In this interview, Sonja Licht speaks about how the political climate in Serbia since 2007 has impacted the country’s Europeanization process. Licht indicates first that the elections in 2007 did little to change the pro-EU policies in government and sentiments of the people. Licht describes how Serbia’s involvement with the International Criminal Tribunal for the former Yugoslavia (ICTY) heavily dictated the direction and progress the country was able to make in its EU-accession efforts. She notes that pro-EU sentiments increased among the Serbian public in response to the ICTY extradition process, probably because the people felt that being incorporated into a European family would allow the country to overcome its challenges and prosper. Furthermore, Licht points out that their support was based in a desire to escape the economic crisis they had fallen into and their shock at the declaration of the independence of Kosovo.
Licht explains that Boris Tadic and Milica Delevic played an important role in furthering the EU-accession process after 2008. She also describes the exceptionality of SEIO in furthering Serbia’s Europeanization—particularly because of the spirit and passion of those working in the office and the office’s inclusiveness and professionalism. She points out that the 2008 government had the European Integration Council in which representatives from the government, civil society, academia, etc. would advise the administration on how to move the EU-accession process forward. Though the 2008 administration did not heed much of the advice given by the Council, Licht says that they faired better than the 2012 administration that refused to convene the Council. She lauds the early development of Serbia’ National Program for Integration (NPI) for sending a message to the EU that Serbia was ready for the accession process. She also indicates that the EU-accession process is a state building process, particularly for ministries of Finance, Energy, Justice, and others. Licht describes efforts to reform Serbia’s judiciary. She explains the political challenges faced in the Serbian government, particularly in its ability to set priorities for national development and Europeanization. Licht concludes by highlighting the success of incorporating civil society organizations into the discussion on Europeanization by setting up the European Convent in Serbia.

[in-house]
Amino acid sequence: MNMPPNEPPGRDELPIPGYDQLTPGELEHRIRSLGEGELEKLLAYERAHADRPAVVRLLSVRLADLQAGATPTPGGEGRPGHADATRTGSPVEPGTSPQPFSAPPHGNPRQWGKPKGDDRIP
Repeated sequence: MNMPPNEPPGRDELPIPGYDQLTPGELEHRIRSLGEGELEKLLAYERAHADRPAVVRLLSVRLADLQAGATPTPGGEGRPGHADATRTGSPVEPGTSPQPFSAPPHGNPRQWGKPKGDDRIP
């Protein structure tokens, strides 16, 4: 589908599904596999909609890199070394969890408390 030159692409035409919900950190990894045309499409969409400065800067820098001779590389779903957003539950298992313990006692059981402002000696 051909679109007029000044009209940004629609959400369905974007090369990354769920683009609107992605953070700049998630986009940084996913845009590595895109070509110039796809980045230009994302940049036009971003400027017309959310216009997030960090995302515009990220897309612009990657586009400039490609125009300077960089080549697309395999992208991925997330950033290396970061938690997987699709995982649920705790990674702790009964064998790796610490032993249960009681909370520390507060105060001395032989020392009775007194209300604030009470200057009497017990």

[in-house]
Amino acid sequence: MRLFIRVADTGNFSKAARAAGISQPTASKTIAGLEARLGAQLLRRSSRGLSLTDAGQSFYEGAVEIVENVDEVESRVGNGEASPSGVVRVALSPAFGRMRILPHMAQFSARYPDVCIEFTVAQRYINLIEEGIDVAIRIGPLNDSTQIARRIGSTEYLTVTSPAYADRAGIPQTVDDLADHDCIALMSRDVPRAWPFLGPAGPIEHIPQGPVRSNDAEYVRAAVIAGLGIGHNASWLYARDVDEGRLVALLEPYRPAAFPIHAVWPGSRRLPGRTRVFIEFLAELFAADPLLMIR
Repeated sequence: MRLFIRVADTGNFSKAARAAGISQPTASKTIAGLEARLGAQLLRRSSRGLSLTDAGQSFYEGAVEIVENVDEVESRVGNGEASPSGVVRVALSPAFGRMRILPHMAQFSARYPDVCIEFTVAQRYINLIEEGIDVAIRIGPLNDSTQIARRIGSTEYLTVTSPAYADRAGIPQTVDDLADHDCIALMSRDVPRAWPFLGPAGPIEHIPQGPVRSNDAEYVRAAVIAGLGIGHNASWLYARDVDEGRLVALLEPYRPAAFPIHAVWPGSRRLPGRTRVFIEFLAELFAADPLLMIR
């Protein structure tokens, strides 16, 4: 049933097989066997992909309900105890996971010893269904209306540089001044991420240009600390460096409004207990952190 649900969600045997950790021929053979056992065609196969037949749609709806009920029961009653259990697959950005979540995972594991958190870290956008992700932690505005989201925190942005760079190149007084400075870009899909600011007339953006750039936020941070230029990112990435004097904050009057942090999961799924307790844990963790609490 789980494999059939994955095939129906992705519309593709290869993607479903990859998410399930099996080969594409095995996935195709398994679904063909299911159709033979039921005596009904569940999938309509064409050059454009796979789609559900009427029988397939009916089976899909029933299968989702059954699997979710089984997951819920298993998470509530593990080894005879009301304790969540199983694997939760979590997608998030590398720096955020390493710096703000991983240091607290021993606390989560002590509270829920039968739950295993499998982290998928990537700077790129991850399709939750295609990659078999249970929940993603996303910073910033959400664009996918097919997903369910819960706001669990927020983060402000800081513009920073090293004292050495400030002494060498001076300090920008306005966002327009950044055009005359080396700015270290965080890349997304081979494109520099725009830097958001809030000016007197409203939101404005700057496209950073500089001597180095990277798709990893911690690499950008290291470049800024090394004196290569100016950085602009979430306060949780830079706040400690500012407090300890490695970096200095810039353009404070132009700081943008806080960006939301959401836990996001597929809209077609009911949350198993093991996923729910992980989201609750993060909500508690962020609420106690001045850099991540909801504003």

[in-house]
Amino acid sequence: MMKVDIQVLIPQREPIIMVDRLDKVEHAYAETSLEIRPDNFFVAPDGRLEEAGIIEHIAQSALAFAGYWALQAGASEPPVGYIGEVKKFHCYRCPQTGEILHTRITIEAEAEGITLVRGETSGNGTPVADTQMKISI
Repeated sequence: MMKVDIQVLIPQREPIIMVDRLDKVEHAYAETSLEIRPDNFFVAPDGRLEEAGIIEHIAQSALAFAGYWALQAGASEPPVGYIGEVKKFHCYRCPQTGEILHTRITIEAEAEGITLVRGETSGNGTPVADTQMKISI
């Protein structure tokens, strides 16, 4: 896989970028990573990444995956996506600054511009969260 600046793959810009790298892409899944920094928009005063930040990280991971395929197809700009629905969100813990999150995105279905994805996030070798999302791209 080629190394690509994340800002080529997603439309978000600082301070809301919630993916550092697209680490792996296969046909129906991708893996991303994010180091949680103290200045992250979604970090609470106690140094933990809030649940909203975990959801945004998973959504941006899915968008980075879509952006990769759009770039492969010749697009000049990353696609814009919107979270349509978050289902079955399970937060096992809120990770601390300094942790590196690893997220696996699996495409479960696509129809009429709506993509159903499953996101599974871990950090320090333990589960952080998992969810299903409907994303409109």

At the time of this interview, Sonja Licht was the president of the Belgrade Fund for Political Excellence (BFPE), which she founded. She was also the president of the Foreign Policy Council at the Serbian Ministry of Foreign Affairs, the chair of the executive committee of the International Center for Democratic Transition, a board member of the Council of the European Cultural Foundation, a member of the advisory board of the Geneva Center for the Democratic Control of Armed Forces and of the Geneva Center for Security Policy. Previously, she worked as the president of the Open Society Fund and served as a member of the managing board of Politika AD. She received the French Legion of Honor and the Order of the Star of Italian Solidarity award. Vreme magazine also named her the 2007 Person of the Year.
Born and raised in Serbia, Licht received her Bachelors degree in sociology and Masters degree in socio-cultural anthropology from the University of Belgrade Faculty of Philosophy.